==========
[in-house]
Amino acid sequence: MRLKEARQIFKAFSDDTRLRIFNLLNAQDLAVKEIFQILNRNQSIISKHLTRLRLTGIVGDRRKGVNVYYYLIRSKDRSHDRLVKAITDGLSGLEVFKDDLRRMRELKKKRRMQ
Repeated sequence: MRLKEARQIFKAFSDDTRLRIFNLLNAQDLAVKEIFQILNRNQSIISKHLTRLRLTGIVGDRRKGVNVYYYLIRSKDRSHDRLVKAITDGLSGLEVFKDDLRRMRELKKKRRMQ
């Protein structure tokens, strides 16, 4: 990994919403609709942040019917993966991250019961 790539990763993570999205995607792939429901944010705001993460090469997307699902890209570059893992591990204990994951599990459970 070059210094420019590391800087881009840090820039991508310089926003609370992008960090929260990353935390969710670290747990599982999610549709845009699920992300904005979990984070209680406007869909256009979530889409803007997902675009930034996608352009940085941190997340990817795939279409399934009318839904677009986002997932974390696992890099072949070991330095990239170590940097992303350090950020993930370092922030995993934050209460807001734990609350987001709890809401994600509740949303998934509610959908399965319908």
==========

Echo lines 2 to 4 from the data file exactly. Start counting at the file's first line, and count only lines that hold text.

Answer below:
Amino acid sequence: MRLKEARQIFKAFSDDTRLRIFNLLNAQDLAVKEIFQILNRNQSIISKHLTRLRLTGIVGDRRKGVNVYYYLIRSKDRSHDRLVKAITDGLSGLEVFKDDLRRMRELKKKRRMQ
Repeated sequence: MRLKEARQIFKAFSDDTRLRIFNLLNAQDLAVKEIFQILNRNQSIISKHLTRLRLTGIVGDRRKGVNVYYYLIRSKDRSHDRLVKAITDGLSGLEVFKDDLRRMRELKKKRRMQ
């Protein structure tokens, strides 16, 4: 990994919403609709942040019917993966991250019961 790539990763993570999205995607792939429901944010705001993460090469997307699902890209570059893992591990204990994951599990459970 070059210094420019590391800087881009840090820039991508310089926003609370992008960090929260990353935390969710670290747990599982999610549709845009699920992300904005979990984070209680406007869909256009979530889409803007997902675009930034996608352009940085941190997340990817795939279409399934009318839904677009986002997932974390696992890099072949070991330095990239170590940097992303350090950020993930370092922030995993934050209460807001734990609350987001709890809401994600509740949303998934509610959908399965319908």